Though it’s only a short section of the 3 part book, my favorite bit concerned Digital Homesteading. What is that you ask? Well, homesteading is really an act of going back to our roots, becoming what Tremayne calls “makers of things”. The digital aspect is whatever you want to make of it. Some (like me) run online businesses, some just use technology to their advantage such as PV (photovoltaic) systems. It’s self-sufficiency in the 21st century. Which is something we caould all use a little more of….
There are those that argue what we need is an Apocalypse to set the world right. That like the series “Jericho” (http://www.imdb.com/title/tt0805663/ it’s one of my favorites) we should prepare for total societal breakdown. After all, it’s already happening. With the stock market crashes, the issues of backing our Federal reserve, and possible technological or biochemical weaponry… the end is most certainly nigh. Perhaps, and I subscribed to that view for a time.
If you want to prepare for natural or financial disasters, that is a fantastic idea, good on you. Growing up as a girl scout I was taught to “always be prepared”. My issue is seeing this outcome as a “fix” for our modern world. I used to believe that was what we needed. Give the Earth a good scrubbin’ and let her heal. People may perish, but that is just collateral damage in the preservation of a dying planet.
I’m here to say that it’s not necessary. Sure, we need to stop reproducing so quickly and we CANNOT maintain our current rate of consumption. However, I sincerely believe we can make the changes that need to be made. Digital Homesteading is the future. It will take a measure of downsizing, cooperation, and understanding to build a new type of economy but we do not need to revert to the Dark Ages to save ourselves.
Marshall McLuhan once said “We become what we behold. We shape our tools, and thereafter our tools shape us.” The tools of technology have radically changed our physical and social landscapes forever. What it will take now is a reassessment. Are we using our tools to the best of our ability? Are they the correct tools for the job? What new tools can we create that have the most benefit and least harm? What tools can we do away with or replace for something better and more efficient? Can we rethink planned obsolescence?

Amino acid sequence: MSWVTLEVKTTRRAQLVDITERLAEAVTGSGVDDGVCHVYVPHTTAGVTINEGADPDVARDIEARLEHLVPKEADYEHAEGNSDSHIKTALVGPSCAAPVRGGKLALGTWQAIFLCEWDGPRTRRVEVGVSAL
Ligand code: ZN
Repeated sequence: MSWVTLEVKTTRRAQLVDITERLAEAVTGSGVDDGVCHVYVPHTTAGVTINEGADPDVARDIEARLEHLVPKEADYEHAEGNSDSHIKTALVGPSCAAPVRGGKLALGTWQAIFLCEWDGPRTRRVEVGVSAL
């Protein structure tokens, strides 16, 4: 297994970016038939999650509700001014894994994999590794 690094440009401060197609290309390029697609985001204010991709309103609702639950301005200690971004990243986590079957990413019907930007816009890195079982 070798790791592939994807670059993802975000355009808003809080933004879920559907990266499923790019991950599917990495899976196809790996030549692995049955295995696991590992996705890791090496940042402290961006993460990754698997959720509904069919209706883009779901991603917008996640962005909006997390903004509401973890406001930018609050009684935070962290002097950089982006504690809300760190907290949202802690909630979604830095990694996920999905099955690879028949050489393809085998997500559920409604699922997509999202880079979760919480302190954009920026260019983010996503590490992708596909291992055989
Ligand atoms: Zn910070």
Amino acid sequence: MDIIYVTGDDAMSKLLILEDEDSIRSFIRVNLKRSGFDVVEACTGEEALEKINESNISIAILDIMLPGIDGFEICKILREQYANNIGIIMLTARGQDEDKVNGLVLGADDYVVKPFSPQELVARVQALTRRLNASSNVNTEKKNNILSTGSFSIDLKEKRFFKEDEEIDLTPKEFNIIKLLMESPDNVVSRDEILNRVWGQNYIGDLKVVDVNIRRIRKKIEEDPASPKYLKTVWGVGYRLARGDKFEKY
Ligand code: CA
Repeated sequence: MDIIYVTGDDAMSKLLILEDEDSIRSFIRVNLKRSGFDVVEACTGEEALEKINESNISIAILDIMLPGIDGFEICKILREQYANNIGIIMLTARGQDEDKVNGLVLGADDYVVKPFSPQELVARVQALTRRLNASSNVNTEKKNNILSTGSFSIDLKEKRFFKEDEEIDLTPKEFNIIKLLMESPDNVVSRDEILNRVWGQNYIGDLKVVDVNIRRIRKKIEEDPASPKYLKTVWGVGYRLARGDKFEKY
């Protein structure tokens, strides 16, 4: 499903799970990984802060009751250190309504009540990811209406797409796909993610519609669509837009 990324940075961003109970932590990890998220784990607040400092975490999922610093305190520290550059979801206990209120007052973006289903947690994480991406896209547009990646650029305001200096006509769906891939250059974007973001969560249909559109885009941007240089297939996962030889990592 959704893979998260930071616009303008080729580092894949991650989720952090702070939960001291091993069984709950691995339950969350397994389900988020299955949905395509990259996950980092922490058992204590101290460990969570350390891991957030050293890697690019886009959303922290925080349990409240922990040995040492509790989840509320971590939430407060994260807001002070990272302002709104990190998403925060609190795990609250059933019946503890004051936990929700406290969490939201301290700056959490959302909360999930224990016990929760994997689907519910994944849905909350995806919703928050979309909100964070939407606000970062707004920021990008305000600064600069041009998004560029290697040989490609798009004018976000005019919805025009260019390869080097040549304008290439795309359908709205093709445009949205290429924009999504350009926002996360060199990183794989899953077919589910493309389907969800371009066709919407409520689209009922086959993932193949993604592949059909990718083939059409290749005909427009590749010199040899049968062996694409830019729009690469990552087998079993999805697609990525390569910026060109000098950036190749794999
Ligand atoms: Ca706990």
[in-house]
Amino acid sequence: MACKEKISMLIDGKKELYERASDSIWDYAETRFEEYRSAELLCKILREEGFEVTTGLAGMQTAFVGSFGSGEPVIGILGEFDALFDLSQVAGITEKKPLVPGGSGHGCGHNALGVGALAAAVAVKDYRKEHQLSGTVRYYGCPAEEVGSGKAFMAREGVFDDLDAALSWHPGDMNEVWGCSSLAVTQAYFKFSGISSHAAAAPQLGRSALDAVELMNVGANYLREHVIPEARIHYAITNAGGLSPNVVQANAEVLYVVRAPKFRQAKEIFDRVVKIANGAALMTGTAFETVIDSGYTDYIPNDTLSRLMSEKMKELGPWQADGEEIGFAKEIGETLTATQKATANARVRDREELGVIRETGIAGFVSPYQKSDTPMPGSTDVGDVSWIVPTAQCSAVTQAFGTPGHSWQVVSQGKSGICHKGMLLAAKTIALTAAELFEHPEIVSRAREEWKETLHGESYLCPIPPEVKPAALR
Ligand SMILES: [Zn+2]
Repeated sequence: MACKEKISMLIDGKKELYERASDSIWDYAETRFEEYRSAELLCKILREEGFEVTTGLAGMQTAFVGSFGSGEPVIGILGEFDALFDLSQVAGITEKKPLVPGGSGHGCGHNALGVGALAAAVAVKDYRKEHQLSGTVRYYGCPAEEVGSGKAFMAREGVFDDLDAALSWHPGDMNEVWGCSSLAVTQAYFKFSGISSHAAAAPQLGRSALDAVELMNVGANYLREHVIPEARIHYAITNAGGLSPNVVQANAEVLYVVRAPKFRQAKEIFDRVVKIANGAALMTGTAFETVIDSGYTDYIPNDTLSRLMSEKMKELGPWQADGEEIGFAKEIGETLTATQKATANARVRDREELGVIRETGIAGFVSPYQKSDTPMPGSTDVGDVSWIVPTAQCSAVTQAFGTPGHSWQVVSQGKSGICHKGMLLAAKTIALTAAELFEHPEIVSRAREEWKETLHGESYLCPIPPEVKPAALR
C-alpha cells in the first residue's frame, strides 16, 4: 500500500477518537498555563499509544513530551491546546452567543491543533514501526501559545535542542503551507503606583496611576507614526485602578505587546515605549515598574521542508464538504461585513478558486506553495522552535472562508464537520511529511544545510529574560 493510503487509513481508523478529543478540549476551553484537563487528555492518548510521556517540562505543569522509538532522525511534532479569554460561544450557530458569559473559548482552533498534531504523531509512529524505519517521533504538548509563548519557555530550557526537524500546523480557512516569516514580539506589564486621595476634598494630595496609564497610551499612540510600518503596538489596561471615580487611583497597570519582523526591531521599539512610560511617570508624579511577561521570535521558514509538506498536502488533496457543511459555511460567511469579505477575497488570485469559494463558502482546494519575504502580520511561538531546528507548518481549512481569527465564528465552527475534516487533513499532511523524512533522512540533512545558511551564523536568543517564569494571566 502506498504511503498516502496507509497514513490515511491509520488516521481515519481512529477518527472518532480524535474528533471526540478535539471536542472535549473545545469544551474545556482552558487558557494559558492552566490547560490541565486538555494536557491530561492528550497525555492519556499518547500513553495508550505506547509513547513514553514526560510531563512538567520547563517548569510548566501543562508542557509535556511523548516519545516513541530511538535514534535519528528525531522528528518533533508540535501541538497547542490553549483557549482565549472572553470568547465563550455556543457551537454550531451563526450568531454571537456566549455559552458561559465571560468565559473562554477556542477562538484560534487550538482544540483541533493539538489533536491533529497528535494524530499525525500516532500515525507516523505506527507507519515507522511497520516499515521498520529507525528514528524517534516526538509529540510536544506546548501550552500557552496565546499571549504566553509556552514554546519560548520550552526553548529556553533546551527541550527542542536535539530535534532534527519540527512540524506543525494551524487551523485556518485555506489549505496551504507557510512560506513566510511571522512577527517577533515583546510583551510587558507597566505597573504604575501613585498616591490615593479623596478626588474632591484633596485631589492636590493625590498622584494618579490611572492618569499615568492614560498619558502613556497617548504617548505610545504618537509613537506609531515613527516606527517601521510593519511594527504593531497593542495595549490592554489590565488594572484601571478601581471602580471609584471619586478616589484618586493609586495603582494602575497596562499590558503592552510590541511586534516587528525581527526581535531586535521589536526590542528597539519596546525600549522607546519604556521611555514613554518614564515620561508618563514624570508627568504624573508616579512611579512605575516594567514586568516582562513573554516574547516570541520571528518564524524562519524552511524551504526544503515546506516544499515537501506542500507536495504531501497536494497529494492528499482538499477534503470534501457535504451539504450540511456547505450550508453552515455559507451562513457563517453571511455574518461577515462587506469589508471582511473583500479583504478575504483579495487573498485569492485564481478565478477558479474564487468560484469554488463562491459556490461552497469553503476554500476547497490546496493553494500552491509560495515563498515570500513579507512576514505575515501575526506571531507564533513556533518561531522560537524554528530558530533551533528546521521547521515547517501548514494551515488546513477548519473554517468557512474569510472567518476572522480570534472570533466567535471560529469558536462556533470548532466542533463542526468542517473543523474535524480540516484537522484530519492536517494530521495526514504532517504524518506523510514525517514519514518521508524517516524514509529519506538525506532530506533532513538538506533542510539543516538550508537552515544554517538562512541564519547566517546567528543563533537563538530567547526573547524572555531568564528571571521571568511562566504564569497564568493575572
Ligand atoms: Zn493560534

In Tremayne’s book she mentions her studies with the Sufis, and talks about some of her experiences enjoying the deserts of New Mexico in stunning detail. This is the sagacity we must return to. With the tool of technology mitigated by the innate wisdom of the Earth. Science is uncovering with more speed and depth that the ancient peoples understood more than we know about this pale blue dot. It’s time we shut off the noise and start listening.
If you have the opportunity, Wendy’s book is an incredibly inspiring read! Just be careful as you may want to start your own homestead when you finish. 😉 (If so, message me so we can talk about plans!)
Here’s a link to “The Good Life Lab: Radical Experiments in Hands-On Living” on Amazon:
We are T-Minus 4 days until departure. I have used the human colloquialism “batten down the hatches” meaning to secure a ships tarpaulins, for we must secure our bus fortress prior to our travel (by means of airship) to The New Zealand. It’s implied relation to the old Zealand I do not know. (Update: Upon “Googling” I have discovered Old Zealand exists as an island of Denmark.) It is my understanding that this New Zealand is a land of mythos, where rings are made and burned; a place where demi-gods and Amazons reside. The human and I intend to indulge in all this whimsical island has to offer.
In our preparations for egress, we have gathered supplies. In a further post I shall detail the contents of our impedimenta.
Here are the stats.
230 square feet.
2 life forms.
Approx height: 5’10”.
Approx weight of male: 160.
Approx weight of female: 150.
It’s been 43 days since the human called Andrew has conceded to cohabitation in my landship. The weeks in question have gone by swiftly and with few hiccups. The human male seems to enjoy heating organic matter over flame in order to consume it. Initially, space presented an obstacle to the experiment but was remedied through construction of a hollow sitting device which now houses ancillary equipment owned by the human. Our daily proceedings are often what one would consider “normal”. The primary meals of the day are cooperatively prepared. We accompany one another on outings. We frequent the market of farmers where the fare is rich in minerals and nutrients. Recently, other males have joined the abode to socialize and imbibe, as well as avail themselves of our overnight hospitality. The events were enjoyable.
I hope this brief update finds the mothership well.
As they say on this planet, Allon-sy!
Check out our full bus tour here!
Perfectionism is a four letter word.
Do not fear doing, fear NOT doing. In elementary school I struggled with my grades. I would get straight A’s on tests and straight F’s on my schoolwork. Sounds weird right? Well, I used to do my homework and not turn it in because I was so fearful that it was not perfect, it didn’t meet MY expectations so clearly it wouldn’t meet someone else’s. This happens in my adult life too. In nearly every facet, I feel something about myself isn’t good enough, so assume that other people judge me for it. For example, I have a hard time making blog posts! My internal dialogue sounds something like this: “You’ve read a lot of good blogs, and yours isn’t one of them.” “You suck as a writer” “Your ideas are dumb and not worth sharing” “What is this actually going to do to help people”… and so on…